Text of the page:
Tax case dismissed against Benjamin Mendy

Benjamin Mendy
Benjamin Mendy was able to settle the bill with HMRC after selling his house in Cheshire, a court heard [PA Media]

A bankruptcy case against former Manchester City defender Benjamin Mendy has been dropped after he sold his house to settle a tax bill.

HM Revenue and Customs (HMRC) had sought a bankruptcy order against him over a bill said to be about £800,000.

At a hearing before an insolvency judge, lawyers for Mr Mendy said an outstanding sum of just under £710,000 had been paid.

Louis Doyle KC, representing the footballer, said proceedings had been previously adjourned to allow for the sale of Mr Mendy's house near Macclesfield, Cheshire, and that he had now paid the debt.

Paid promptly

Judge Nicholas Briggs therefore agreed to dismiss the bankruptcy proceedings.

Earlier, the High Court in London was told that Mr Mendy also owes less than £5,000 in council tax to Cheshire East Council.

However, Mr Doyle said he was confident the debt would be paid promptly, adding that Mr Mendy "won't have picked up post and won't have realised he's in debt to the borough council" as he had been away from the property.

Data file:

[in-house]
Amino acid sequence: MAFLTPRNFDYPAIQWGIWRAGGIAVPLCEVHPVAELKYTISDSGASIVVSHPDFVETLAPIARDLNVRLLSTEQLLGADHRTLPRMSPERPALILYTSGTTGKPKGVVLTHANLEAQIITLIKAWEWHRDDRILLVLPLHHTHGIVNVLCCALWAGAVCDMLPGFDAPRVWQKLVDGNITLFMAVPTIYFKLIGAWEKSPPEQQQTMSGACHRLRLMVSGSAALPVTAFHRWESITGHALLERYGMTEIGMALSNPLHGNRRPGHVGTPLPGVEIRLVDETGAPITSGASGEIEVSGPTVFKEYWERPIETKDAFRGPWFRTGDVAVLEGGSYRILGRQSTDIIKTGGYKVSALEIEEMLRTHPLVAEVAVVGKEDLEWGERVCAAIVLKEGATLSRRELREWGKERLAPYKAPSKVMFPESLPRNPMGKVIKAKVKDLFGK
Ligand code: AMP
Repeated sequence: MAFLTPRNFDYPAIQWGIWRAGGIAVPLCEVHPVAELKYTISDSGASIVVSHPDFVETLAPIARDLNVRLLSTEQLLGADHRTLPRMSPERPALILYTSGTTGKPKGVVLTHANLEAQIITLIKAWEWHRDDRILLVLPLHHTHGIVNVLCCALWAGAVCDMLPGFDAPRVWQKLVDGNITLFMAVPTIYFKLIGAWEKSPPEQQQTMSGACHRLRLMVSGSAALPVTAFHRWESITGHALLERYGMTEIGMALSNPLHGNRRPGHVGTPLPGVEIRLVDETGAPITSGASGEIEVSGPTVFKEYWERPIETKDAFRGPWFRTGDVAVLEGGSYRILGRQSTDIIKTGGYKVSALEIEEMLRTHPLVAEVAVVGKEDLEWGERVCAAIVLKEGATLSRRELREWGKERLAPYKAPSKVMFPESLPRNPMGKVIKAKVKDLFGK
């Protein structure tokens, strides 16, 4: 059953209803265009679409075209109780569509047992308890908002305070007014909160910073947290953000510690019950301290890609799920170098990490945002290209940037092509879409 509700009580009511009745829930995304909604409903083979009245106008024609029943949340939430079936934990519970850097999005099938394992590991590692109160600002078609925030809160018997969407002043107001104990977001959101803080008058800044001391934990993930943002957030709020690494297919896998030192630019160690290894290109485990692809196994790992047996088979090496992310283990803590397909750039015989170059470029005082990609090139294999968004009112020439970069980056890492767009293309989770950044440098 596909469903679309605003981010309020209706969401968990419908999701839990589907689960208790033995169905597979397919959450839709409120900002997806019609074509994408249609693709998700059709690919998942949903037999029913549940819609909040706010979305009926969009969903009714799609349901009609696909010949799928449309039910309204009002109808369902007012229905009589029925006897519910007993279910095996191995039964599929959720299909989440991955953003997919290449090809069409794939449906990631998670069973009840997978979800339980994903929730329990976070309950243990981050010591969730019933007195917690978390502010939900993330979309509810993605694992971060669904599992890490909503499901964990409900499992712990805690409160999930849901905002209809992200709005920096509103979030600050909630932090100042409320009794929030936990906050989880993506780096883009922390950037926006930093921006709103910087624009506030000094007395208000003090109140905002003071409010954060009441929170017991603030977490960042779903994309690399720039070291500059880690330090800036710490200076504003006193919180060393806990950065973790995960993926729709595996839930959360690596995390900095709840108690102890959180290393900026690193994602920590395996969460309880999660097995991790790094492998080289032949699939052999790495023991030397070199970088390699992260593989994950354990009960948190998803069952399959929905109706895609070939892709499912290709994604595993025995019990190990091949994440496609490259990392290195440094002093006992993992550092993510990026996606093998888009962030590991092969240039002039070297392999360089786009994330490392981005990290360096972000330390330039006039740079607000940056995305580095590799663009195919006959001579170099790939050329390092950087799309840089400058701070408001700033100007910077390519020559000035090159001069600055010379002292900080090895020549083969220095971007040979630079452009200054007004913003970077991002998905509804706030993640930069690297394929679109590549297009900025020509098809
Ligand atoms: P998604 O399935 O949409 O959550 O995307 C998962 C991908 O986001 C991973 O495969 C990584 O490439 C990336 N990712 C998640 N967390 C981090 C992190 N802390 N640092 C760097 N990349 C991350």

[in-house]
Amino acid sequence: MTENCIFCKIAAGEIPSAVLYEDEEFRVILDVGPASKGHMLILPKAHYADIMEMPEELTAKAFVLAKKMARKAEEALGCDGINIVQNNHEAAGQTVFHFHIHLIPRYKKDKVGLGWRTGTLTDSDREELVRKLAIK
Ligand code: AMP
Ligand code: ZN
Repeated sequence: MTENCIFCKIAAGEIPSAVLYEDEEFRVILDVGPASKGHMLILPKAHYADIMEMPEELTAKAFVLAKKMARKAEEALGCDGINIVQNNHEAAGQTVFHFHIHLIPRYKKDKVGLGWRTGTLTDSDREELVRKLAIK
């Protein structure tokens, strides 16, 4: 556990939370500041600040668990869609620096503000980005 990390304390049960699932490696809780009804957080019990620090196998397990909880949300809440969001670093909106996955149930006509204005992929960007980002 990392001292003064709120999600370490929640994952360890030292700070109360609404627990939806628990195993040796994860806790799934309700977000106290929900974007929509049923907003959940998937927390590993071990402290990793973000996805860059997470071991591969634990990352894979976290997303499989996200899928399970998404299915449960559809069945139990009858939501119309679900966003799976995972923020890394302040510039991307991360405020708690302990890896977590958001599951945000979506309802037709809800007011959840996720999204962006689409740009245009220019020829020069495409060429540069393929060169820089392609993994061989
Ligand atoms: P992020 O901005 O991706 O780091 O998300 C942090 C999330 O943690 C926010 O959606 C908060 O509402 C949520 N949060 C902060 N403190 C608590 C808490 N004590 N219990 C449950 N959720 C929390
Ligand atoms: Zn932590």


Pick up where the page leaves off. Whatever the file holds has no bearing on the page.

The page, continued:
At a hearing in February, the court heard that Mr Mendy was bringing legal action against his former club after Manchester City stopped paying him when he was charged with rape in 2021.

He was subsequently cleared of rape and attempted rape at Chester Crown Court.

Mr Doyle told the short hearing that Mr Mendy did not previously have the money immediately available to pay the tax debt, adding that his salary for his current employer, French club Lorient, is "about one tenth" of his previous wage.

At a previous hearing in October, Mr Doyle said his client was prepared to pay £20,000 a month to HMRC from his Lorient salary.

However, the court was told these payments had not been made, in part because the footballer had not received a bonus he was expecting.

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